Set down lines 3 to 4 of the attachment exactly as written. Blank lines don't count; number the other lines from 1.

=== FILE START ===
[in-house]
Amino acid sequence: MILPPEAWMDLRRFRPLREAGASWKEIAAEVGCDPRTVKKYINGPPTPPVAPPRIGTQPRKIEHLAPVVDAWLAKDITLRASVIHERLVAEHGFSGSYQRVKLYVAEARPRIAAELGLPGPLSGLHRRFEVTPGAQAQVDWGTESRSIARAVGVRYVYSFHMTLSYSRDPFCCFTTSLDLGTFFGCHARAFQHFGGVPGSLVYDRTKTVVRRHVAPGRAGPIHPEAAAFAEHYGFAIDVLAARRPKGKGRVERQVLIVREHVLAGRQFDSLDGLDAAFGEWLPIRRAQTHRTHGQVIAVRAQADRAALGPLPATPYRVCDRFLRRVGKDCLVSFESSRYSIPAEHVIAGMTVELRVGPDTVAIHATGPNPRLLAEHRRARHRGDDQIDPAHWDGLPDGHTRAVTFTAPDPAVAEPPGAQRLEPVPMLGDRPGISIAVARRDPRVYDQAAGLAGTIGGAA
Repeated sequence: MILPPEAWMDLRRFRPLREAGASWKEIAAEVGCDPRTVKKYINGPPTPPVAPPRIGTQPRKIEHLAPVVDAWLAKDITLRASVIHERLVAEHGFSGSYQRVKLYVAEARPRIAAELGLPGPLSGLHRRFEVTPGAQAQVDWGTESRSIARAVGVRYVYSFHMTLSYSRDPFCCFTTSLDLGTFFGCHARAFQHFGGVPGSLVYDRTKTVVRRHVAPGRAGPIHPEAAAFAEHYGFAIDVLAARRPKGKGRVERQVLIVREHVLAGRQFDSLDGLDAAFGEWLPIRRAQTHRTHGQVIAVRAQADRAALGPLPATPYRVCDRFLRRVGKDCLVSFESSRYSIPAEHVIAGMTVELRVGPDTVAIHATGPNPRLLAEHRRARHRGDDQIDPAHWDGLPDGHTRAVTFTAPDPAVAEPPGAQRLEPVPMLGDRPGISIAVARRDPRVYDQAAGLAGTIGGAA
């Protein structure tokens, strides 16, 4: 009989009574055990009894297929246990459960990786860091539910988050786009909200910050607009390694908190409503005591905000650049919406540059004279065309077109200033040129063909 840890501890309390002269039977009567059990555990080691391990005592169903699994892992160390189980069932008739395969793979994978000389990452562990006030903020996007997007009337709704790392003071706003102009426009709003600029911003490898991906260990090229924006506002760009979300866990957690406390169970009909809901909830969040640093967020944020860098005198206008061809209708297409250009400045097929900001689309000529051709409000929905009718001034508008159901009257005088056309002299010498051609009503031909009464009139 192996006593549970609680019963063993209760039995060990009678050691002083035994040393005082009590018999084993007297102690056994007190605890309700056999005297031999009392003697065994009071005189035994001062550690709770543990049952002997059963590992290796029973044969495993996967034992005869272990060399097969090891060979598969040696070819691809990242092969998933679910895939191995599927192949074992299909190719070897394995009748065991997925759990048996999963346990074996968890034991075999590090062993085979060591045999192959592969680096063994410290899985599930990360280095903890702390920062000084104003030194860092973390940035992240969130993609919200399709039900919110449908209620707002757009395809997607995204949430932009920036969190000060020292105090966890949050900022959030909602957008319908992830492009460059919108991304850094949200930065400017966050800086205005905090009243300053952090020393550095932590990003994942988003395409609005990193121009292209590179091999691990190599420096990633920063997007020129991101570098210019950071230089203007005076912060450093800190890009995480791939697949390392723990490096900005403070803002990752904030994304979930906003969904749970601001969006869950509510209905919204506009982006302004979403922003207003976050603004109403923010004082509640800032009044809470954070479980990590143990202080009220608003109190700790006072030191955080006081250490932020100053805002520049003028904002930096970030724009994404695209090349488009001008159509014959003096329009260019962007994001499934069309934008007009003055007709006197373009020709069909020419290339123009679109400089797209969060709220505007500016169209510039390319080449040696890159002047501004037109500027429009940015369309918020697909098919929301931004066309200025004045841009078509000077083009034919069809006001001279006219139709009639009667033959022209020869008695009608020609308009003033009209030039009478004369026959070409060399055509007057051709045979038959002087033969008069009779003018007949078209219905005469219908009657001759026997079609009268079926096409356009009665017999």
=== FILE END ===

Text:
Repeated sequence: MILPPEAWMDLRRFRPLREAGASWKEIAAEVGCDPRTVKKYINGPPTPPVAPPRIGTQPRKIEHLAPVVDAWLAKDITLRASVIHERLVAEHGFSGSYQRVKLYVAEARPRIAAELGLPGPLSGLHRRFEVTPGAQAQVDWGTESRSIARAVGVRYVYSFHMTLSYSRDPFCCFTTSLDLGTFFGCHARAFQHFGGVPGSLVYDRTKTVVRRHVAPGRAGPIHPEAAAFAEHYGFAIDVLAARRPKGKGRVERQVLIVREHVLAGRQFDSLDGLDAAFGEWLPIRRAQTHRTHGQVIAVRAQADRAALGPLPATPYRVCDRFLRRVGKDCLVSFESSRYSIPAEHVIAGMTVELRVGPDTVAIHATGPNPRLLAEHRRARHRGDDQIDPAHWDGLPDGHTRAVTFTAPDPAVAEPPGAQRLEPVPMLGDRPGISIAVARRDPRVYDQAAGLAGTIGGAA
């Protein structure tokens, strides 16, 4: 009989009574055990009894297929246990459960990786860091539910988050786009909200910050607009390694908190409503005591905000650049919406540059004279065309077109200033040129063909 840890501890309390002269039977009567059990555990080691391990005592169903699994892992160390189980069932008739395969793979994978000389990452562990006030903020996007997007009337709704790392003071706003102009426009709003600029911003490898991906260990090229924006506002760009979300866990957690406390169970009909809901909830969040640093967020944020860098005198206008061809209708297409250009400045097929900001689309000529051709409000929905009718001034508008159901009257005088056309002299010498051609009503031909009464009139 192996006593549970609680019963063993209760039995060990009678050691002083035994040393005082009590018999084993007297102690056994007190605890309700056999005297031999009392003697065994009071005189035994001062550690709770543990049952002997059963590992290796029973044969495993996967034992005869272990060399097969090891060979598969040696070819691809990242092969998933679910895939191995599927192949074992299909190719070897394995009748065991997925759990048996999963346990074996968890034991075999590090062993085979060591045999192959592969680096063994410290899985599930990360280095903890702390920062000084104003030194860092973390940035992240969130993609919200399709039900919110449908209620707002757009395809997607995204949430932009920036969190000060020292105090966890949050900022959030909602957008319908992830492009460059919108991304850094949200930065400017966050800086205005905090009243300053952090020393550095932590990003994942988003395409609005990193121009292209590179091999691990190599420096990633920063997007020129991101570098210019950071230089203007005076912060450093800190890009995480791939697949390392723990490096900005403070803002990752904030994304979930906003969904749970601001969006869950509510209905919204506009982006302004979403922003207003976050603004109403923010004082509640800032009044809470954070479980990590143990202080009220608003109190700790006072030191955080006081250490932020100053805002520049003028904002930096970030724009994404695209090349488009001008159509014959003096329009260019962007994001499934069309934008007009003055007709006197373009020709069909020419290339123009679109400089797209969060709220505007500016169209510039390319080449040696890159002047501004037109500027429009940015369309918020697909098919929301931004066309200025004045841009078509000077083009034919069809006001001279006219139709009639009667033959022209020869008695009608020609308009003033009209030039009478004369026959070409060399055509007057051709045979038959002087033969008069009779003018007949078209219905005469219908009657001759026997079609009268079926096409356009009665017999």